Church members are supposed to be Christian people. If they are not Christian people, they really have no right to be church members at all. This does not mean that church officers can examine people�s hearts and admit to membership only those who are truly regenerate, for they cannot. It does mean, however, that in a church where the gospel of Jesus Christ is faithfully proclaimed, where a credible profession of faith is required of those admitted from the world, and where the discipline of the Lord�s house is faithfully administered, the hypocrites will be very few. Such a church will be made up of regenerate Christian people. Now the Word of God teaches us that every Christian is indwelt by the Holy Spirit, and that if any person does not possess the Holy Spirit, he is not a Christian at all (Rom. 8:9). The Holy Spirit is God, He is omnipotent, and He carries on in each of God�s children the work of sanctification until each is made perfect in the likeness of Christ. Therefore, where the gospel is faithfully preached and taught there will be no need to go beyond Scripture and add the doctrines and commandments of men concerning things in themselves indifferent. The Spirit of God will work true holiness in the hearts and lives of the people, their consciences will be enlightened and their walk consistent.

Long ago the Apostle Paul warned the Colossians against all such man-made rules, as we read in Col. 2:20-23, �If ye died with Christ from the rudiments of the world, why, as though living in the world, do ye subject yourselves to ordinances, Handle not, nor taste, nor touch (all which things are to perish with the using), after the precepts and doctrines of men? Which things have indeed a show of wisdom in will-worship, and humility, and severity to the body; but are not of any value against the indulgence of the flesh.�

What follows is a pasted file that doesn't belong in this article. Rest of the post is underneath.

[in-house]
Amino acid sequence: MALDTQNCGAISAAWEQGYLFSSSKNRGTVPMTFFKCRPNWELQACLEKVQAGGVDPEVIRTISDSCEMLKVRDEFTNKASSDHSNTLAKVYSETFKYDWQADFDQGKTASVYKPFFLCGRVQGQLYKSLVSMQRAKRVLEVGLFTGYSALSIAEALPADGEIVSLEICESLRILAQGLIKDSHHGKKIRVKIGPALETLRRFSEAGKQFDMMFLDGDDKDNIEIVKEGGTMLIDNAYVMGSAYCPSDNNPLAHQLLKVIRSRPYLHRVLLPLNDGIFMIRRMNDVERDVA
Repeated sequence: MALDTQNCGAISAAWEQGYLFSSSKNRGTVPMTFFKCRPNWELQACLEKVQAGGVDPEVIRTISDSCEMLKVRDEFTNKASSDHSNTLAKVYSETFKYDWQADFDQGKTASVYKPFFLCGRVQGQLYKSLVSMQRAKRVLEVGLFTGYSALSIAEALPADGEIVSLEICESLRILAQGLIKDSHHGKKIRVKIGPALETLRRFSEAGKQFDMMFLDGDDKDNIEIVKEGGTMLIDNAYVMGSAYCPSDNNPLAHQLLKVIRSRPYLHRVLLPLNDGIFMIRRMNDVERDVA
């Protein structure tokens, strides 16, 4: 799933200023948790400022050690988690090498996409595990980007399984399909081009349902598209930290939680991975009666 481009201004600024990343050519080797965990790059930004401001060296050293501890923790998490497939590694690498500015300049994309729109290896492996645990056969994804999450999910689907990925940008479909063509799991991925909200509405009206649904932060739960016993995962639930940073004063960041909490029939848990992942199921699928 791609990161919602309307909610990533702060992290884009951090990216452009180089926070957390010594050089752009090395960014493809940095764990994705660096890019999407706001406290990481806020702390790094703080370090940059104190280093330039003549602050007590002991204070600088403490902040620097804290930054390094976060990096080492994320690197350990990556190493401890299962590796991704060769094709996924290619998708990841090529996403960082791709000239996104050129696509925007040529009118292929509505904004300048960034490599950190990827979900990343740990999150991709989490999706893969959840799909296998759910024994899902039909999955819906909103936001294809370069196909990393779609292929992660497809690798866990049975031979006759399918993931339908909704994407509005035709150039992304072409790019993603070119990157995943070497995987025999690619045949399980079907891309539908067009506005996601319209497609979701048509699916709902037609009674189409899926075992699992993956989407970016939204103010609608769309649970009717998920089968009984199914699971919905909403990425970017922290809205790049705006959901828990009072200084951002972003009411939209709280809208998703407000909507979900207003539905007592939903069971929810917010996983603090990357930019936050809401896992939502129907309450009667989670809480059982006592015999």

From this we learn that man-made regulations about things indifferent are ineffectual: they are �not of any value against the indulgence of the flesh.� Whatever men may say about such rules and regulations, the Holy Spirit here tells us that they are useless as a means of restraining fleshly appetites. In another place the Holy Spirit has given us through the Apostle Paul the true secret of overcoming the fleshly lusts, as we see in Gal. 5:16, �But I say, Walk by the Spirit, and ye shall not fulfill the lust of the flesh.�

The whole passage, Gal. 5:16-24, is a radical antidote for the false belief that man-made rules and regulations can curb the sinful tendencies of the Christian�s old nature. Many of those who today are so zealous for human ordinances about things indifferent fall into the error of the Galatians, who supposed that the Christian life is begun in the Spirit, but perfected in the flesh (Gal. 3:3), begun by the supernatural work of the Holy Spirit, but completed by human efforts, actions and abstinences.